Grading Learning

When I was taking classes towards my undergraduate major, I was forced into education courses which, for the most part, were utterly useless. They taught us high ideals, unrealistic conceptual frameworks, “student-friendly” assignments, and how to use technology that is most unavailable to most high schools. Thus, the concept of backward design is not new to me, nor should it be new to anyone. In short, backward design is creating assessments and assignments by defining the goals of the course from the outset, before any other thought is given towards textbooks, etc. Ultimately, the real problem with assessment is the formulation of stated course goals and objectives.

First, the only two forms of assessment I’ve seen used in survey courses are exams (multiple choice and short answer/essay) and essays. Of course, there seems to be agreement that part of our “calling” is to produce better writers. While I, in spirit, agree with that sentiment, we have become part-time English professors. I find myself marking grammar, spelling and punctuation errors more than reading for content. Though these errors need to be corrected, I can’t help but wonder if we’ve become outdated in that sense. Sure, better writers mean better students and “citizens,” but is it really producing students who are better educated in the field of history?

I am not suggesting getting rid of the essay, but rather, we should try to get students to write better “arguments” using more “analysis” rather than summarizing and perfecting their grammar. Even so, there is a huge problem with that as well: How do you ask the right questions to guide the students to producing more analytical writing? Instead of taking off points for bad grammar (though it should be stressed that it still needs to be readable), we should be focusing our efforts at producing argumentative students.

As for assessing content knowledge, again it is more important to have students learn rather than regurgitate information. Instead of asking students to write all you know about “The Declaration of the Rights of Man and Citizen” we should ask more specific questions, such as: How was the Declaration of the Rights of Man and Citizen a turning point in the French Revolution? It is not asking when was it written, nor is it asking who wrote it. Still, there are issues with this method, as all are aware.

Even though I have opinions on this matter, assessment is not a strong part of my limited capacities, and it is something I must work to improve. Also, I have difficulty defining my objectives for the course. I am not an innovator, but I certainly would appreciate someone who has a brand new method of assessment that works for the history survey course. In the end, I will add my own variations of familiar forms of assessment until I or someone else discovers a way to quantify “learning.”

2 thoughts on “Grading Learning

  1. Jeremy, I agree with most of your commentary and follow in your sentiments concerning student assessment. I remember a very limited form of assessment in use at my undergraduate institute as well. Either you would be expected to take a series of multiple-choice exams, write your heart out on an essay exam or compose a number of papers to display your comprehension of presented material. History professors usually preferred the essay method where the course grade depended heavily upon your written performance. Indeed, this method has its purpose and profound benefits but what if we did a few things differently? Like you, Jeremy, I don’t propose that we do away with the essay. I actually think we should try to incorporate more writing exercises into our courses. Yes, this does pose more work for instructors, but maybe it will give students a better opportunity to actually improve their writing skills. Perhaps it will allow us more engagement with student writing and offer them more of an opportunity to grow as critical thinkers and better writers.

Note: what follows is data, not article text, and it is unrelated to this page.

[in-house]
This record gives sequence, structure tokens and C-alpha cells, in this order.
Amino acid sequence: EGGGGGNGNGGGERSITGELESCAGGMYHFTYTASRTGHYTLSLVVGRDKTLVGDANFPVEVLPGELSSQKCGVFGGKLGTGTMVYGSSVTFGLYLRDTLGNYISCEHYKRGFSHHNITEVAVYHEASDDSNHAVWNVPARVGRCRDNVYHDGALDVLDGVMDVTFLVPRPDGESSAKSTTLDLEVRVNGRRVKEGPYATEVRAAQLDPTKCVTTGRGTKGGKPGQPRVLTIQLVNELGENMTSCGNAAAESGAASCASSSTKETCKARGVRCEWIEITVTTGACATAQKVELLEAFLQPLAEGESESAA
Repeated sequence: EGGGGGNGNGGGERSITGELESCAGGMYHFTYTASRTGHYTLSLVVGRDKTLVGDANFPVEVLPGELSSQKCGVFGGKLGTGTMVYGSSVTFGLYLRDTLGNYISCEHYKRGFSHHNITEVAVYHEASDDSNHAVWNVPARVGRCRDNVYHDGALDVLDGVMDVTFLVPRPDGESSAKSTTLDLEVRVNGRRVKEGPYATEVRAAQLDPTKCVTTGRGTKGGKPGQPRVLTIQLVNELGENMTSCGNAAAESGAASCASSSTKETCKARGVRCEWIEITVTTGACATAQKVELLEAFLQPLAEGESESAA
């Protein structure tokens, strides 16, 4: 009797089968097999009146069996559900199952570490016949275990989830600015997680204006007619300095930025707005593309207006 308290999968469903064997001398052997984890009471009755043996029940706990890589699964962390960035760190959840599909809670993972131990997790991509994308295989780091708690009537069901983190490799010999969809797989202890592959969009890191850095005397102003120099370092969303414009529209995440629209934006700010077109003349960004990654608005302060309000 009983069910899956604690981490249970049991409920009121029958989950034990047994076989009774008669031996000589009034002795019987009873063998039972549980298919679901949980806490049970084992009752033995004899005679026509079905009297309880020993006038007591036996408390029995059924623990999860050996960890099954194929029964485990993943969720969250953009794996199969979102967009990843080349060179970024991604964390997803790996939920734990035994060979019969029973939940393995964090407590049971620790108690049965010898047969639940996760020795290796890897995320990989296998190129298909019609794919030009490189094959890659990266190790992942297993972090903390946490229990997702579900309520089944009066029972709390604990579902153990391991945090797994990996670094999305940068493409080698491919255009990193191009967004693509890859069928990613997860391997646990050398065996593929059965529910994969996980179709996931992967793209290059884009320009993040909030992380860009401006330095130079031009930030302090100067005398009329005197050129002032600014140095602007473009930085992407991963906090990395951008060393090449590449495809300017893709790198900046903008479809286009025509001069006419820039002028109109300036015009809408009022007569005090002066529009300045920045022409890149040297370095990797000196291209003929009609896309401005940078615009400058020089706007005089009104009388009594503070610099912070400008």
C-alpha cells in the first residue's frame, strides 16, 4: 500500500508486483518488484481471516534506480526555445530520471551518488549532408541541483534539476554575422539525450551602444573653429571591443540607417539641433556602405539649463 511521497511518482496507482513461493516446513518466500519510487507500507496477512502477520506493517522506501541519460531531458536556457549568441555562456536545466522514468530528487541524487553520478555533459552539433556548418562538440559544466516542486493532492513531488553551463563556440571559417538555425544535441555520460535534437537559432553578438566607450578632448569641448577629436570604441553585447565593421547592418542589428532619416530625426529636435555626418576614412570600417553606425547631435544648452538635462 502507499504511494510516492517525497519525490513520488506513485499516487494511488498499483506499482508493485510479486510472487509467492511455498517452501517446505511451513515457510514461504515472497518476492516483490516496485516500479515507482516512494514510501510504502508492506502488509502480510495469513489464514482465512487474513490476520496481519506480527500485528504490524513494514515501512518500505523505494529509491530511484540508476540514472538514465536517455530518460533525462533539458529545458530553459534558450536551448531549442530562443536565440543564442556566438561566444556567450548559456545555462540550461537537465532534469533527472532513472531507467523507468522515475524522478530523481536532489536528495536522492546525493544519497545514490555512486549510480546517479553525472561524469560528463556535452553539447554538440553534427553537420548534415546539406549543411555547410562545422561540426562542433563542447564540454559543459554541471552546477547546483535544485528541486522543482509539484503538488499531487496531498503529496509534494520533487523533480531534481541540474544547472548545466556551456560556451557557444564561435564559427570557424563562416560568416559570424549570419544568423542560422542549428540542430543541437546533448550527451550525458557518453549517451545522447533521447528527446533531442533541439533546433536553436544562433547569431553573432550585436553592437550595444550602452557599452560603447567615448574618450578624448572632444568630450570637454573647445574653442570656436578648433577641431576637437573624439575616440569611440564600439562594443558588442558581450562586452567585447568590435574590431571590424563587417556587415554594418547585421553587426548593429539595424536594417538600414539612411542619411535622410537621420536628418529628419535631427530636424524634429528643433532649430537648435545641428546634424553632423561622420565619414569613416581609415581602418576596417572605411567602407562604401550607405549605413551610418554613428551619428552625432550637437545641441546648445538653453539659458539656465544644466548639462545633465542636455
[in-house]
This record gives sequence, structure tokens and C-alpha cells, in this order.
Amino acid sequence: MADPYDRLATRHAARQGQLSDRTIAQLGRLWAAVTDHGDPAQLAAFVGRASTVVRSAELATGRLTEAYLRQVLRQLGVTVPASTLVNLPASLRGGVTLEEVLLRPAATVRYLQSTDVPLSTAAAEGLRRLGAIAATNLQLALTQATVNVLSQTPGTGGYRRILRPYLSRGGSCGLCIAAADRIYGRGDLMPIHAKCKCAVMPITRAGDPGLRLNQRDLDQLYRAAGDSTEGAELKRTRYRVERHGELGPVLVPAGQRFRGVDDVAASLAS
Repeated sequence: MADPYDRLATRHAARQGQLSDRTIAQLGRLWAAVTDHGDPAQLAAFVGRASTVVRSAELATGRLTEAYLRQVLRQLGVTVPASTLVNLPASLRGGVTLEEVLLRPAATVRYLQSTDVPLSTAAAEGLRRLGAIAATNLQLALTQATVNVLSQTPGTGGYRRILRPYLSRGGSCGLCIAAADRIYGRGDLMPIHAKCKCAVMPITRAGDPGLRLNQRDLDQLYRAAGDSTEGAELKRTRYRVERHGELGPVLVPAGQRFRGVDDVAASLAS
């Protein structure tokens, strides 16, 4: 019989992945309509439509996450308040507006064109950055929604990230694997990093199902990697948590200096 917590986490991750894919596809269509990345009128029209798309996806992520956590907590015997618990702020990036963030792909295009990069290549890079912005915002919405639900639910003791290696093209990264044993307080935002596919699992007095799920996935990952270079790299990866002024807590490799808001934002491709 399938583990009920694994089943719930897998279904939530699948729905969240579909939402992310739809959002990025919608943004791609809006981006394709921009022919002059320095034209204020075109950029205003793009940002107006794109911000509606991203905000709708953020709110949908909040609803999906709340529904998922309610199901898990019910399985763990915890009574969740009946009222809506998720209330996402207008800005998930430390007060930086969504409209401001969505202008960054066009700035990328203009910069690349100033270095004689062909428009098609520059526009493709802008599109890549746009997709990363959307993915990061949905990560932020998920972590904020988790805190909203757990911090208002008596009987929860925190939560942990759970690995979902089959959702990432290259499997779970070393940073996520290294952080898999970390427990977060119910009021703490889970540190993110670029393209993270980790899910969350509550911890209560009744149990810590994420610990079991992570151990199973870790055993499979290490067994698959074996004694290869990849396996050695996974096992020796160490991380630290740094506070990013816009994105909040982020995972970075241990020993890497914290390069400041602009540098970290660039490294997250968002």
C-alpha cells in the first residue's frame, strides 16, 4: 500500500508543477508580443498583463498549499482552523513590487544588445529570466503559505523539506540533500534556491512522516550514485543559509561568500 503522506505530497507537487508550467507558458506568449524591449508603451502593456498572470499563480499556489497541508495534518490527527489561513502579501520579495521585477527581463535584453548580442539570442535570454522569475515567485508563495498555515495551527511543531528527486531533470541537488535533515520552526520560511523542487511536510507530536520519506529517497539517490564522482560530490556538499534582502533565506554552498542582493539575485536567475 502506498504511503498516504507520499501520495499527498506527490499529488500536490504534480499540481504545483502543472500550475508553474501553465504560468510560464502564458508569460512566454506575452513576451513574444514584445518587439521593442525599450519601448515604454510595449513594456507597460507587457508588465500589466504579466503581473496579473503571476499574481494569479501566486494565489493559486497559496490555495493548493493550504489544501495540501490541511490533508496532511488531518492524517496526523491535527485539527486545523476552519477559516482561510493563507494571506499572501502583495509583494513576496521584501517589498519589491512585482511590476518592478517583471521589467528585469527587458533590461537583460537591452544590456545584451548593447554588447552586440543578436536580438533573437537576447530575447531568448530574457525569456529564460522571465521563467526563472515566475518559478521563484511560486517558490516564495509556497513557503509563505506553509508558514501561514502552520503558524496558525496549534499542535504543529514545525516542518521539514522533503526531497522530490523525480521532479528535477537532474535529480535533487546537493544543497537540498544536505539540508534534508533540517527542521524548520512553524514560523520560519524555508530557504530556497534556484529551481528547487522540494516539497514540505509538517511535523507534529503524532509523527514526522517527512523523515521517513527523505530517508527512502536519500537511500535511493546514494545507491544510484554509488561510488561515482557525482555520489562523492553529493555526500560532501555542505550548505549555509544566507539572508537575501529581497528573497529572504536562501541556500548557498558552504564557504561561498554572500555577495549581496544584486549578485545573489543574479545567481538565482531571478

2. Jeremy, I like your general observations and I concur with them. I too do not want to get rid of the essay format. And I completely agree that less attention should be focused on grammar. But I have to say that I have not had many professors overly concerned with grammar in the essays. When I taught community college I did not even count grammar as part of their grade. I was almost solely interested in analysis and their argument. I tried to explicate a few course objectives on my blog. Your example of the “Declaration” is a good one. I used a Civil War example on my blog, although I suppose my essay question is more geared to writing as much as the student knows about the events leading up to the Civil War. But still, the focus is on analysis and not coverage, which is why I put in the instuctions “some issues” to consider. As I mentioned on Denise’s blog, I have used analytical book review assignments for undergrads. These are similar to the short papers we write in graduate school. I let the students choose the book they wanted to review on any aspect within the timeframe of the course (the book had to be approved by me). I think this type of assignment allows students to voice their opinion on the relative strengths and weaknesses of a particular arguement and will help students realize that just because a book out there has been published it does not mean that it is necessarily “correct.” But yes, I don’t waste my time with grammar, although because many of my students were hispanic with limited English skills, I spent a lot of time correcting grammar mistakes, but those mistakes did not effect their grade. Their conceptual analysis is what counted for me.

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